The Diamond Industry creates educational campaign on conflict diamonds


May 16, 2006

The Diamond Industry creates educational campaign on conflict diamonds

The Kimberley Process: What the trade and consumers need to know

(New York, NY) - In 1999, conflict diamonds-rough diamonds that are used by rebel movements in parts of Africa to finance wars against legitimate governments- represented four percent of the world's rough diamond output. To stop this illegal trade, the diamond industry worked with the United Nations, over 45 countries and several NGOs, to help stamp out the atrocities and violence.

On January 29, 2003, the United Nations adopted Resolution 1459 - the Kimberley Process - endorsing a method of verification intended to stop the sale of conflict diamonds. The effort has been remarkably effective. Today, the number of conflict diamonds has dropped to the very low level of a fifth of one percent (0.2 percent).

However, despite the amazing strides that have been made, there is a continuing need to raise awareness of the Kimberley Process (KP) and how the issue of conflict diamonds has been tackled head on by the industry and governments around the world.

A recent focus on conflict diamonds in popular music and Hollywood is raising questions and concerns among both consumers and the trade. In response, the World Diamond Council, in alliance with the American Gem Society, Diamond Dealers Club, Diamond Manufacturers & Importers Association of America, Jewelers of America, Jewelers Vigilance Committee, Jewelry Information Center and the Manufacturing Jewelers and Suppliers of America, is creating a forceful educational campaign to launch at the JCK Las Vegas trade show in June, 2006. The campaign will be two fold. First, the campaign will help the trade understand how Kimberley provisions can assure consumers that the diamonds they wish to buy are conflict-free. Second, the campaign will target consumers with advertisements highlighting the beneficial effects that the diamond industry has on Africa and an explanation of the KP to ensure they are confident in their purchases.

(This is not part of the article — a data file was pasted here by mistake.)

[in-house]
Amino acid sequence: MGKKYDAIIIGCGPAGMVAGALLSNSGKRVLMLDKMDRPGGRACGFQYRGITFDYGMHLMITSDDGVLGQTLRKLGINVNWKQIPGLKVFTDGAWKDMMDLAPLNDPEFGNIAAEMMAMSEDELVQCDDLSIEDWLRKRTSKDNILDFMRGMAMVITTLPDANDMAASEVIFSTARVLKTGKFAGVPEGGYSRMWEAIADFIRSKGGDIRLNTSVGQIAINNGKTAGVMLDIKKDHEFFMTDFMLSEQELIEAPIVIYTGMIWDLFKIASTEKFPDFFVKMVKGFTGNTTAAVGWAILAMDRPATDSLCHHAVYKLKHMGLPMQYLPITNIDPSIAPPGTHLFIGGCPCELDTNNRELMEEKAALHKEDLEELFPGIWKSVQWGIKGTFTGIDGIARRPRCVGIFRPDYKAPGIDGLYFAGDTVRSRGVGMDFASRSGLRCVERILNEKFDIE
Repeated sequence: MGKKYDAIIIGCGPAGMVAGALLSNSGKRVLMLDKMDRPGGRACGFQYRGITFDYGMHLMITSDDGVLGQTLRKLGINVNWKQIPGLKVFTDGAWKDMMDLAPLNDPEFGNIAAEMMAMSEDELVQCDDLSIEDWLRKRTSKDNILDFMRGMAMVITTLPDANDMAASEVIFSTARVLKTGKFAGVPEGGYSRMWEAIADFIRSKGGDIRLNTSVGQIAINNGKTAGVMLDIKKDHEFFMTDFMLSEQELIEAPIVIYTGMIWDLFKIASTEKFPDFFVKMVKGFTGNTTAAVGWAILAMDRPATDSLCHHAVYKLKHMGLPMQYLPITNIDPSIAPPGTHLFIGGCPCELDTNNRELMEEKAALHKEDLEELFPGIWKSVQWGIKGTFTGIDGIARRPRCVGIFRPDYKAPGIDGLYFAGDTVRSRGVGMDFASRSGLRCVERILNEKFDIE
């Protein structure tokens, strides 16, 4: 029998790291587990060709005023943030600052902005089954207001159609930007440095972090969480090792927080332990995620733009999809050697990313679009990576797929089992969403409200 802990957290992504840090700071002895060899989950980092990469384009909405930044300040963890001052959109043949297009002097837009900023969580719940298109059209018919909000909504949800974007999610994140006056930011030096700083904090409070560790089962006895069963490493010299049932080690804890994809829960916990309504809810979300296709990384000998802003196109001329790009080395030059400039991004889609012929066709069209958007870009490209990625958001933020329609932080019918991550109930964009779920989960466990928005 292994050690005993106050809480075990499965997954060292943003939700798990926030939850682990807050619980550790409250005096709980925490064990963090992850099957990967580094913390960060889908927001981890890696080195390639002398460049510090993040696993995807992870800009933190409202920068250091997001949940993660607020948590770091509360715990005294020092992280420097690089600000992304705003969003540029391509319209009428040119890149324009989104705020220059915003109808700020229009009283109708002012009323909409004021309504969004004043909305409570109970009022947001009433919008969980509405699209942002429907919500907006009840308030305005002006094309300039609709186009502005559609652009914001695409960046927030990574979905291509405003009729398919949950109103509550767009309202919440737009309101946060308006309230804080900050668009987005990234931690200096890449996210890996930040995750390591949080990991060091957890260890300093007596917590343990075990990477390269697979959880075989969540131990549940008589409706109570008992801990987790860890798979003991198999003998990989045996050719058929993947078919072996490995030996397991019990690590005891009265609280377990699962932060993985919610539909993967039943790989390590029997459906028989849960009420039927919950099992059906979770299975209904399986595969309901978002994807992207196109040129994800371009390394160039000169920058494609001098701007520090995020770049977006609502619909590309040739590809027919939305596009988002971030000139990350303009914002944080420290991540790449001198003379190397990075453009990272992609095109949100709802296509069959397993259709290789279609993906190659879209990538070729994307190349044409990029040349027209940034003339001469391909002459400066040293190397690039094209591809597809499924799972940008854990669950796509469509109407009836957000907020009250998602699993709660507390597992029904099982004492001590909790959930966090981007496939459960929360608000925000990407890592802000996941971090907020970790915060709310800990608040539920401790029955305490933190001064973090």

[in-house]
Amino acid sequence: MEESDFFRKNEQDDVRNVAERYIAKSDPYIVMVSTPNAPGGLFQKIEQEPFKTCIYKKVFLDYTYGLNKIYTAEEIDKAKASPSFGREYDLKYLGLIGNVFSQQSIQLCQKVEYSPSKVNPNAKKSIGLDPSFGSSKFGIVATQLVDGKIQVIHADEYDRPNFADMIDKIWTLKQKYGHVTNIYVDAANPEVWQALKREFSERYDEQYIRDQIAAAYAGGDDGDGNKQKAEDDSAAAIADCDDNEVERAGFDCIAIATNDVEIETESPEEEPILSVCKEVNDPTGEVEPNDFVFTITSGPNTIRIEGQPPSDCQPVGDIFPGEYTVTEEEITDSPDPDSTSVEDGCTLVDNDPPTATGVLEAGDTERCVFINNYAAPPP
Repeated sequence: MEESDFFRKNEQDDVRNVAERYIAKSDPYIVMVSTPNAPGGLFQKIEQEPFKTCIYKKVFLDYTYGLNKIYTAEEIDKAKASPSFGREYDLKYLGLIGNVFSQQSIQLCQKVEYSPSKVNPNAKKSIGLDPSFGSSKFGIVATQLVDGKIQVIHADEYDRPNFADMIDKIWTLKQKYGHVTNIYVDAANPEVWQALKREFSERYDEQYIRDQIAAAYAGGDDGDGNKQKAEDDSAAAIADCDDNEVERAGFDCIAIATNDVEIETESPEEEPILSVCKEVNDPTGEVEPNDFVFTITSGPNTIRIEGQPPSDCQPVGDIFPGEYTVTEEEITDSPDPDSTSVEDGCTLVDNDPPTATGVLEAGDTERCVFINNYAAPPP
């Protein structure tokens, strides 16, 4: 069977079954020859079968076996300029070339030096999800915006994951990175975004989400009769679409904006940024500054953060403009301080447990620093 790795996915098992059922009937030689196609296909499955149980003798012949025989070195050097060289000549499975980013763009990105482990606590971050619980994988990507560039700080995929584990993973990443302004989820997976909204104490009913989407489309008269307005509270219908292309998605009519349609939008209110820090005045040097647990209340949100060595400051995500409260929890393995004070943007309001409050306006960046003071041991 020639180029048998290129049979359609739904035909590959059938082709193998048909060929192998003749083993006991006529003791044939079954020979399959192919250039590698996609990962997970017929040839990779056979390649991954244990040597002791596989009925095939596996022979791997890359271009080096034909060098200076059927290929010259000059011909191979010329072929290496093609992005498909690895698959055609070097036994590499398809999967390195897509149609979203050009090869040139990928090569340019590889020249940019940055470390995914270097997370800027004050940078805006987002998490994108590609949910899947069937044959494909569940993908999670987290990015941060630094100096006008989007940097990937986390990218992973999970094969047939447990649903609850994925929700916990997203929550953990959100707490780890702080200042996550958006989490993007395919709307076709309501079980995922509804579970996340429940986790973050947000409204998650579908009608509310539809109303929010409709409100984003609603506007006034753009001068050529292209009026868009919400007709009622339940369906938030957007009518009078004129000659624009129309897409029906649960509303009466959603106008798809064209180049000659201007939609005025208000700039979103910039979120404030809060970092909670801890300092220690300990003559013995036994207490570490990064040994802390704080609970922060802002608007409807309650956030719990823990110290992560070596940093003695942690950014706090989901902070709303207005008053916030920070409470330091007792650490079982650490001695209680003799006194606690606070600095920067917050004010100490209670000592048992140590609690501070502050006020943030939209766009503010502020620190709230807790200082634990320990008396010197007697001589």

"It is important for the campaign to highlight not only the deep emotional bond symbolized by a piece of diamond jewelry, but also the positive impact this industry has on the thousands of people in Africa who rely on the sale of diamonds for the stability and prosperity of their countries," said Eli Izhakoff, Chairman of the World Diamond Council.

The World Diamond Council and industry leaders will showcase the campaign in June at JCK to better inform all members of the trade about this important issue. Highlights will include free confidence kits and a tactical seminar, giving members of the trade the tools to speak with complete understanding of the KP, as well as trade and consumer advertisements, social responsibility brochures and a new website that will speak directly to consumers, trade and the media.

In addition, with the upcoming release of the film The Blood Diamond, the industry has enlisted the service of a top Hollywood public relations firm to build a relationship between the industry and the filmmakers, so they can work together to promote economic prosperity in Africa.

"In order for this campaign to successfully educate consumers about the swift and effective response to the trade of conflict diamonds, it is vital that the entire industry stand behind the Kimberley Process and the great work that is being done," said Izhakoff. "Men and women around the world must be reassured that their diamond purchase is just as pure, magical and special as their eternal love, symbolized so well in the unique beauty of a diamond."

--PJM



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